As an ideological construct, nationalism quickly runs amok when it is untethered from the differing but obvious universalist impulses of either liberalism and socialism. It is interesting that Catholicism, which is older than the nations, never seems to serve as an adequate check on nationalism; indeed the opposite phenomenon occurs and a local church takes on Gallican tendencies. I suspect that the sense of belonging inherent in religious belief is too closely related to the similar sense provided by nationalism to serve as a check, whereas the individualism of liberal ideology and the class antagonism of socialist ideology do provide such a check on nationalism. This requires more examination and thought -- and by people smarter than me.

Part of the difference, a difference often missed in moral analysis, is that nationalism (and other forms of identity) enjoys a different moral status depending on the circumstance of the people invoking it. Polish nationalism during the years of Soviet domination was a noble thing, correctly appraising in communist tanks a threat to humanity; it was very little like the face of Polish nationalism today which incorrectly claims that Syrian refugees are a threat to Polish identity. A people who are oppressed are entitled to cling to dignity wherever they can find it, and nationalism is often one such life raft of human dignity.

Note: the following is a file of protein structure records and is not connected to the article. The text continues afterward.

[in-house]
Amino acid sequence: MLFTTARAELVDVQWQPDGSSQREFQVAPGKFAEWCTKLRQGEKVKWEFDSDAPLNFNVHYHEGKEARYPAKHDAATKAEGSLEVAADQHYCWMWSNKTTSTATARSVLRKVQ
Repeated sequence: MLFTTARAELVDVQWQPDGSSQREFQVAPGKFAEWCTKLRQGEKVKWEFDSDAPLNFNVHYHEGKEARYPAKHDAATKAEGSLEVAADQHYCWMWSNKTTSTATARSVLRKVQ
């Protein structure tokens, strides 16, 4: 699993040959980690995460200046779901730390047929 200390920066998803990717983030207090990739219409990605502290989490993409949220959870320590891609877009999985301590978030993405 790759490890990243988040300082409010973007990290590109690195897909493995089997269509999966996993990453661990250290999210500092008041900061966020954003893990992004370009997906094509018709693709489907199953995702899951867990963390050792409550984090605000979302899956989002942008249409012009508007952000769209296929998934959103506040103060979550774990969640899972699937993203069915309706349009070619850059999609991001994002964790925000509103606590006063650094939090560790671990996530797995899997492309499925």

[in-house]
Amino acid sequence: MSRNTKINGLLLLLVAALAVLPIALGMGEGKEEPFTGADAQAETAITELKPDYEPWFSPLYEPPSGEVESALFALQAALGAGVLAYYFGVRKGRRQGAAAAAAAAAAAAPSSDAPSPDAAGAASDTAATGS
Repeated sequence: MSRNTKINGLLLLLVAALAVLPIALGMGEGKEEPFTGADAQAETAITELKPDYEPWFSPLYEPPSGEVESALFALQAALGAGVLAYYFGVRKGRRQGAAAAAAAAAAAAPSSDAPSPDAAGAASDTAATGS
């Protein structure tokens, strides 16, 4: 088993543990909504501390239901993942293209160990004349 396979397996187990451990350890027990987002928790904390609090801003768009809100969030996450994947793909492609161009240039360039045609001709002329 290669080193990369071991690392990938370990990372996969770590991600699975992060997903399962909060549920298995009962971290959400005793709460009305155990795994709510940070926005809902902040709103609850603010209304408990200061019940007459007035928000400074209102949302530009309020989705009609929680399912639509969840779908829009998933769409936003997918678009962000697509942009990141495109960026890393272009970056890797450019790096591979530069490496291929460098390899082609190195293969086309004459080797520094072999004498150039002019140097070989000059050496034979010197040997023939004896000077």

An excess of nationalism is not the only way a person can morally distort the significance of the existential fact that we are all born into a nation as surely as we are born into a family. The opposite danger is expressed in the phrase "patriotism is the last refuge of a scoundrel," a phrase first recorded by James Boswell as having been spoken by Samuel Johnson. Boswell claimed Johnson was not aiming to indict patriotism per se, just an excess of it, and, sure enough, not all scoundrels are patriots and not all patriots are scoundrels.

Nonetheless, there is a pathology, usually found in academic or quasi-academic circles, and always on the left, marked by a kind of visceral hatred of one's own nation. In the case of the United States, we could associate this with Noam Chomsky or the tendentious history of Howard Zinn. Everything America does is ignoble. There is nothing redeemable about the founding. All of our motives are bad, etc. It is as morally obtuse and as intellectually vapid as the jingoism with which it seeks to contrast itself, sweeping in the way all emotionally generated theories must be, incapable of discriminating among facts as to their significance, still less their moral valuation.